Review: “Titanborn,” Rhett C. Bruno

Pros: It’s an interesting setting
Cons: Enemies fairly faceless; Malcolm can get annoying at times
Rating: 3.5 out of 5

Rhett C. Bruno’s Titanborn picks up in 2334, three hundred years after a meteorite ‘crippled’ the earth. Some people stayed to work through it; others left the planet. In particular, the Ringers have lived in a low-gravity, sunless environment, on their own, for enough generations that they look significantly different: they’re tall, pale, and gangly. Worst of all, they’ve lost their immunity to most of earth’s bacteria and viruses. They go everywhere wearing masks, and they’re stuffed into quarantine wards the moment they come down sick. Earthers get better treatment, better jobs, better resources. So the Children of Titan, or Titanborn, are ready to start a bloody revolution in order to change things. Action in space is run by several mega-corporations, and they send Collectors to deal with situations their own guards can’t handle. Malcolm Graves is a collector for the Pervenio corporation, and they’ve saddled him with an unusual partner. Zhaff is young, seemingly emotionless, and uncannily quick. To Malcolm’s surprise, he finds they can work well together. Is the combination of Malcolm’s experience and intuition with Zhaff’s vast knowledge and keen training going to be enough to stop the terrorists?

 

The setting reminds me a bit of the series “The Expanse”: off-world people physically altered by generations in space, check. Those people are on the bottom of the heap, check. They’re more than happy to kill an Earther when possible, check. There’s a vaguely noir feel, check (although that’s stronger in the TV show than in this book). If you like that series, you might find a similar enjoyment from Bruno’s book.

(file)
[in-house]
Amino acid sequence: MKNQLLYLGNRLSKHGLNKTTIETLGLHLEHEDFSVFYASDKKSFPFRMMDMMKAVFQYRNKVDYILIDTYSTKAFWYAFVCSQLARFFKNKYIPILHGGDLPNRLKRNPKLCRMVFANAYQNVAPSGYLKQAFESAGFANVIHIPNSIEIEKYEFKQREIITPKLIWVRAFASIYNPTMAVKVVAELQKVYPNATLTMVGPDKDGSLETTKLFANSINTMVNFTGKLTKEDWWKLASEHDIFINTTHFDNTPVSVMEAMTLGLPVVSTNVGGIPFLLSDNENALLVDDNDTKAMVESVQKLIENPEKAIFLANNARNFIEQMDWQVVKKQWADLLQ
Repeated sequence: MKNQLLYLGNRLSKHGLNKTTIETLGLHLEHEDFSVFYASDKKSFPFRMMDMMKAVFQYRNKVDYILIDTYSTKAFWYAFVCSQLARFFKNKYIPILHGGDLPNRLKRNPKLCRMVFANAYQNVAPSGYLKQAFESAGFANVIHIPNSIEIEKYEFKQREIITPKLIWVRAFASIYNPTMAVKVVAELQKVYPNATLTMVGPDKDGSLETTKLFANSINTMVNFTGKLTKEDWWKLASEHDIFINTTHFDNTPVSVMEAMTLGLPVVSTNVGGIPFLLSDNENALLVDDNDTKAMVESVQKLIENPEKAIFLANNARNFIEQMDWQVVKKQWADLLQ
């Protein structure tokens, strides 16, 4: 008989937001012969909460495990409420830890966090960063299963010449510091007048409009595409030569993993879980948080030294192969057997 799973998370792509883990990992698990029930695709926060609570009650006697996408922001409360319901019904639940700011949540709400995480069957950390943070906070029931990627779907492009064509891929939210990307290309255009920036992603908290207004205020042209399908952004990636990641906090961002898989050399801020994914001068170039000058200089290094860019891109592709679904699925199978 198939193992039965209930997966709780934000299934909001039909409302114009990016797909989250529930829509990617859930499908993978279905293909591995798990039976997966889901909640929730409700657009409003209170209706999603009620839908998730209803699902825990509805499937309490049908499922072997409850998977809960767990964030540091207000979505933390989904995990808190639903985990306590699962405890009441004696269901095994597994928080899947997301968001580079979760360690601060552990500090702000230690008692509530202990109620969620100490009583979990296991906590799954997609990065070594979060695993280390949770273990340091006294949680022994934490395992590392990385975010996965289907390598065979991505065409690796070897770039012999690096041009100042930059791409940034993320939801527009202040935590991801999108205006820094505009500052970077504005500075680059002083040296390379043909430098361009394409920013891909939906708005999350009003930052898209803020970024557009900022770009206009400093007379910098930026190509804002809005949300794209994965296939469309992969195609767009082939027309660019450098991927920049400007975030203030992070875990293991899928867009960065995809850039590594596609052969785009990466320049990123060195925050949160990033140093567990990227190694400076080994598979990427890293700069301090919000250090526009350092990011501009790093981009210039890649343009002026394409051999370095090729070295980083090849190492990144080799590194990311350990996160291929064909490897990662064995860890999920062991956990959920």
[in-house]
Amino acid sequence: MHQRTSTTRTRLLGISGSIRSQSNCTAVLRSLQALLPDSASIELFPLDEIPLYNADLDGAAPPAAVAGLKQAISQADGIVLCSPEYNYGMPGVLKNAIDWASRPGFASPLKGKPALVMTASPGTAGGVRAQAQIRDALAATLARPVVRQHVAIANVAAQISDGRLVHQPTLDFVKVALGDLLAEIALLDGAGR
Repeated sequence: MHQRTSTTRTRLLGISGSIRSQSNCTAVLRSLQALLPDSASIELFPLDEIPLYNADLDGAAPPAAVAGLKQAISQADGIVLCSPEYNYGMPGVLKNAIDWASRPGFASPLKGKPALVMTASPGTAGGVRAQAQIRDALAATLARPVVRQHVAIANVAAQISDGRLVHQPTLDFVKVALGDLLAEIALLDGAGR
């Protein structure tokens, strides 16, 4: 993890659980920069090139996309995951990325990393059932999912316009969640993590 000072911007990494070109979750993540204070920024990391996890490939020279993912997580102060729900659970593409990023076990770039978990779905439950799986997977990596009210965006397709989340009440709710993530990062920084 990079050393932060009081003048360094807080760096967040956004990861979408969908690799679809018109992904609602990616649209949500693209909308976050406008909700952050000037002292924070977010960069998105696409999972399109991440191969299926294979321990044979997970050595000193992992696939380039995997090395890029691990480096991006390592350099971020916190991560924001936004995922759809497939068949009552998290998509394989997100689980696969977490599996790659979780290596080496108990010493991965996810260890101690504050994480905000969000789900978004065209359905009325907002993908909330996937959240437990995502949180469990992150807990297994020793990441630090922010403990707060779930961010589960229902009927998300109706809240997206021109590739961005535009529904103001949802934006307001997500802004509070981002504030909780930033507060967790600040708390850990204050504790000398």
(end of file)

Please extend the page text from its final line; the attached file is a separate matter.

Malcolm is a decent character, but definitely gets annoying at times. (He likes to gloat.) He wasn’t my favorite point-of-view character, but he wasn’t too bad either. Zhaff is a little too robotic, particularly at first, but he does improve. The enemies are largely faceless, and some of the characters behave a little… oddly. Characterization is not this book’s strongest suit.

There are some interesting surprises going on. One seemed a tad too convenient and far-fetched. Some of them were good surprises, however. The plot is interesting, and the pacing is good. There isn’t a lot to make Titanborn stand out from other books in the genre, but it’s a decent entry into the field.

 

Book provided free by publisher for review
Expected publication date: June 21, 2016

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